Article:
Why ROTC Must Go
The Board of Trustees will decide at its meeting this weekend to bolster the College's Principle of Equal Opportunity, or undermine it. The current stand on the Reserve Officer Training Corps is mired in hypocrisy and needs resolution. In the winter of 1993 the Trustees delayed the decision about ROTC's future to allow the Clinton administration time to lift the military's ban on homosexuals. The Trustees cannot afford to wait any longer.
A decade ago the Board endorsed the current Principle of Equal Opportunity, which prohibits any College program or organization from discriminating against members of the Dartmouth community. The Board took a progressive stand for that time by including sexual orientation among the classifications by which the College pledges not to judge others. Even the state of New Hampshire has not yet passed legislation to include sexual orientation in its civil rights laws.
The Trustees took an equally progressive stance in September 1991 when they said they would discontinue Dartmouth's ROTC program if the U.S. Defense Department did not lift the military's ban on homosexuals. Last summer the U.S Government adopted a new policy, which allows homosexuals to serve in the military as long as they do not reveal their sexual orientation. But the new policy maintains unequal standards and fails to fulfill the Trustees' demands.
The Trustees should take a progressive stand once again and vote to eliminate ROTC.
Homosexuals can only participate in ROTC if they remain closeted, both within the program and in their personal lives. If a ROTC student engages in any activity deemed homosexual, he or she could be subject to dismissal from the program.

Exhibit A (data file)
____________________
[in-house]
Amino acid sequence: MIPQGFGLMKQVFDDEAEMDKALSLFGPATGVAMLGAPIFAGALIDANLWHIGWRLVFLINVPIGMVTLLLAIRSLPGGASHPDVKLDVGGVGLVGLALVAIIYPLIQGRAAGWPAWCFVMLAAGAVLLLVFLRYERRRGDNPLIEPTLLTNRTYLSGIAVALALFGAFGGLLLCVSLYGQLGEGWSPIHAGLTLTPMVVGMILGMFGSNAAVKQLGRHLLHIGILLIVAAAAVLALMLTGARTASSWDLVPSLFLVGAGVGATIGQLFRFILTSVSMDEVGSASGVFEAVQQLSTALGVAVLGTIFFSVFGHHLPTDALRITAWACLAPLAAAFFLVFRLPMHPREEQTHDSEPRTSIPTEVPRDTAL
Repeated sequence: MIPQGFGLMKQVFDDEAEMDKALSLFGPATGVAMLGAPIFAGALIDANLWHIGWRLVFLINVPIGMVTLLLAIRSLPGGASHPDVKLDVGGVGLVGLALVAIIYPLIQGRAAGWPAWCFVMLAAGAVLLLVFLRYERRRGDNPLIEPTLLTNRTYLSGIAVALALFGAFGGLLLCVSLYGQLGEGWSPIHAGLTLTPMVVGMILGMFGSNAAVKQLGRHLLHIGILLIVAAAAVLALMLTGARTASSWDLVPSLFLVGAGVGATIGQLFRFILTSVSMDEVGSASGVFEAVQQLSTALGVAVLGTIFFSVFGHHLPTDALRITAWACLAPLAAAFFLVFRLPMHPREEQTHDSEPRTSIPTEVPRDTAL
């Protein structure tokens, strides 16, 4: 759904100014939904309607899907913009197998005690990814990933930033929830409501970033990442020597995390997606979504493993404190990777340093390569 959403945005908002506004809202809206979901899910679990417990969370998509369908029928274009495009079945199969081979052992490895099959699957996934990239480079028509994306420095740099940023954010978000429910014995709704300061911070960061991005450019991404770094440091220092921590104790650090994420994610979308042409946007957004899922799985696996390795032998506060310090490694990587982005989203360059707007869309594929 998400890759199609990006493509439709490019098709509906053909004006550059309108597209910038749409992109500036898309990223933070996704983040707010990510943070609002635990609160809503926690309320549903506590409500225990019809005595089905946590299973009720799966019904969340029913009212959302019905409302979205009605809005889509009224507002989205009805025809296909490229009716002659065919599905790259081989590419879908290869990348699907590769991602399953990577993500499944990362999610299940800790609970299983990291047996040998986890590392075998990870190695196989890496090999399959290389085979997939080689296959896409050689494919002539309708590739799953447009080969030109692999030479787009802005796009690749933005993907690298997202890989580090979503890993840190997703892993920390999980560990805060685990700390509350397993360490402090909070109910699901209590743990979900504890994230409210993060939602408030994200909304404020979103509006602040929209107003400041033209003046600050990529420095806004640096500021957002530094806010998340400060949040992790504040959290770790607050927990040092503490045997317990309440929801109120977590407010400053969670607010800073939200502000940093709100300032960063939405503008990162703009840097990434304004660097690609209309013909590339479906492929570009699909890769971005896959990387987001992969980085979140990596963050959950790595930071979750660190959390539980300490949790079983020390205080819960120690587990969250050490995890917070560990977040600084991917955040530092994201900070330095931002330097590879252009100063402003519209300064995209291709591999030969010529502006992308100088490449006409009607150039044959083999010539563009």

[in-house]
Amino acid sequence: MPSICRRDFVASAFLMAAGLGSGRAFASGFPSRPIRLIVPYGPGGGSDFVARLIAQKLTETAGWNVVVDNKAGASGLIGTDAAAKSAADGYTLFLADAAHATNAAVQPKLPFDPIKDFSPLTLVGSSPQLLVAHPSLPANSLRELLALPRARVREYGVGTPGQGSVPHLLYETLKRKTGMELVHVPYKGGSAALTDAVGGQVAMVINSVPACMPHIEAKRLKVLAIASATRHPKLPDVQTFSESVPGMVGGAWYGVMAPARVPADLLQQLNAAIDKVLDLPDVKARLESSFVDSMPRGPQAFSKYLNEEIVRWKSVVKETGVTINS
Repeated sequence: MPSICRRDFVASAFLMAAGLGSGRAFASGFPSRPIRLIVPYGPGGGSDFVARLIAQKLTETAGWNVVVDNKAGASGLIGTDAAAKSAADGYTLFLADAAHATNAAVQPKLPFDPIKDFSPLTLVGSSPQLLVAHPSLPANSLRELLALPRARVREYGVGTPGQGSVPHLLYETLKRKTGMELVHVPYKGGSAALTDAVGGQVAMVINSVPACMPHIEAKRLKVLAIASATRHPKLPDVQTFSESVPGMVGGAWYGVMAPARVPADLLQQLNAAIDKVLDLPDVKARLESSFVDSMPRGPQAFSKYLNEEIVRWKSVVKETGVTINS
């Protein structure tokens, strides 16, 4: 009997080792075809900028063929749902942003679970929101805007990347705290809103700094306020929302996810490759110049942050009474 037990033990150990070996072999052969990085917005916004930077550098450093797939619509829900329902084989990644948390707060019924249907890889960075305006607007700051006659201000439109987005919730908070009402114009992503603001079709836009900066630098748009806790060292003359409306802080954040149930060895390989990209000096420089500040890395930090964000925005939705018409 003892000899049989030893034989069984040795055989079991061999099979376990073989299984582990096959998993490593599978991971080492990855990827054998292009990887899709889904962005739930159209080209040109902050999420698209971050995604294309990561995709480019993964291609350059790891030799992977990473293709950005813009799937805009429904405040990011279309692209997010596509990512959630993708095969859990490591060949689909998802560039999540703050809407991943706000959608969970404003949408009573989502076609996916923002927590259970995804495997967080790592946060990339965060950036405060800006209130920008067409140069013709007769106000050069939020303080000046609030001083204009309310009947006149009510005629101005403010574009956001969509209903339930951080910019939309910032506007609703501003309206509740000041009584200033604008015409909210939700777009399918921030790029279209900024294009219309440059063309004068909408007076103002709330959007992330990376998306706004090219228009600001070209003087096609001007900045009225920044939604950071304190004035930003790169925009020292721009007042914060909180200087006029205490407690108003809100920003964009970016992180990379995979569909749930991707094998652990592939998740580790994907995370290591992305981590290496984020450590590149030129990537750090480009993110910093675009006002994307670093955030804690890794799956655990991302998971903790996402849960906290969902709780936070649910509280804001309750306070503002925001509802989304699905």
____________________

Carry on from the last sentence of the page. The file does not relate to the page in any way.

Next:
By forcing homosexuals to hide an inherent element of their identities, ROTC remains discriminatory. If the Trustees decide at their meeting to let ROTC continue, they would deny their commitment to homosexual rights and would insult Dartmouth's gay, lesbian and bisexual community.
Defenders of ROTC at the College say the moral issue is merely symbolic and is secondary to the real effects of its elimination - the loss of the program's financial benefits to students burdened with tuition costs among the highest in the nation. But tacit approval of ROTC's discriminatory practice fosters and perpetuates a homophobic climate on this campus. What some view as a symbolic stand against discrimination will have real effects: present and future students will know the administration does not tolerate homophobic policies in College programs. ROTC pays up to 80 percent of a cadet's tuition, but a price tag cannot be placed on the protection of civil rights. When the Trustees meet this weekend to discuss ROTC's future, they must remember the ideals underlying the Principle of Equal Opportunity, and prove their dedication to them.